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Gays in Tunisia still suffer under archaic laws

A new report on Tunisia's sodomy law highlights how members of the LGBTQ community who turn to police for protection can instead be subjected to abuse and violence.

Less than a year ago, a Tunisian engineer with the initials K.S. traveled to the coastal town of Monastir for the weekend. While there, he began chatting with someone on Grindr, an online dating and hookup app for gay men. They met later that day at a cafe, where K.S.’s date then suggested they move on to his house. After they arrived, K.S. said, two other men appeared, beat him and sexually assaulted him with a baton while shouting homophobic insults at him. Bleeding and terrified, K.S. went to a local hospital, but was refused medical treatment without a police order. At the police station, officers were more concerned about K.S.’s sexual history than the fact that he had been gang raped. They ordered an “anal exam.”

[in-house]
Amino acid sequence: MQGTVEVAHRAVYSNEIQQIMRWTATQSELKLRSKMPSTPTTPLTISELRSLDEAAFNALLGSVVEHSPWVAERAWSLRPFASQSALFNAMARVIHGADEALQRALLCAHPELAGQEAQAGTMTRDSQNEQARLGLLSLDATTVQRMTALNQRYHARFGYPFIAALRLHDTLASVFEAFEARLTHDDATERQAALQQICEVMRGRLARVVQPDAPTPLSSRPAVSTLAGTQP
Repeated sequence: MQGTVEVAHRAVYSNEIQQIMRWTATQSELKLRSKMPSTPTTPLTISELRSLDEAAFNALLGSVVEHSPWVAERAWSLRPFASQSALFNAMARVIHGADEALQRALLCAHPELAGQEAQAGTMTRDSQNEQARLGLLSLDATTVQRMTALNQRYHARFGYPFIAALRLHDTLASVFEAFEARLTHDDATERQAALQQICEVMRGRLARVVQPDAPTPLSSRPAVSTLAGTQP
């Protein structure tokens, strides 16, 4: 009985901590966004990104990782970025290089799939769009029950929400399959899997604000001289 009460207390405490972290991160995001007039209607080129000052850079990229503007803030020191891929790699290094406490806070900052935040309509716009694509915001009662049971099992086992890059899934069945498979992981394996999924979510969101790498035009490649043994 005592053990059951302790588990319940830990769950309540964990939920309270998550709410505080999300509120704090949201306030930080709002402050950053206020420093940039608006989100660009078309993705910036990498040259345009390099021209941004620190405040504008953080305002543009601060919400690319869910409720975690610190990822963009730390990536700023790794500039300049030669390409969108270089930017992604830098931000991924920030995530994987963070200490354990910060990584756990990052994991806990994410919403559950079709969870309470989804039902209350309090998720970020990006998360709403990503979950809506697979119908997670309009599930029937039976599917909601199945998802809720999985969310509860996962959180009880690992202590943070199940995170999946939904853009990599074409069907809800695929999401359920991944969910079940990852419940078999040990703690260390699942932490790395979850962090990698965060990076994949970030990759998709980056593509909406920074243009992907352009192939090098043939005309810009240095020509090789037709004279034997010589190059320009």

“How they treated me was insane,” K.S. would tell Human Rights Watch (HRW), which documented his story in a November 2018 report. “How is it their business to intrude into my intimate parts and check whether I am ‘used to sodomy’?” A few days after the attack, K.S. flew to Belgium, where he applied for asylum.

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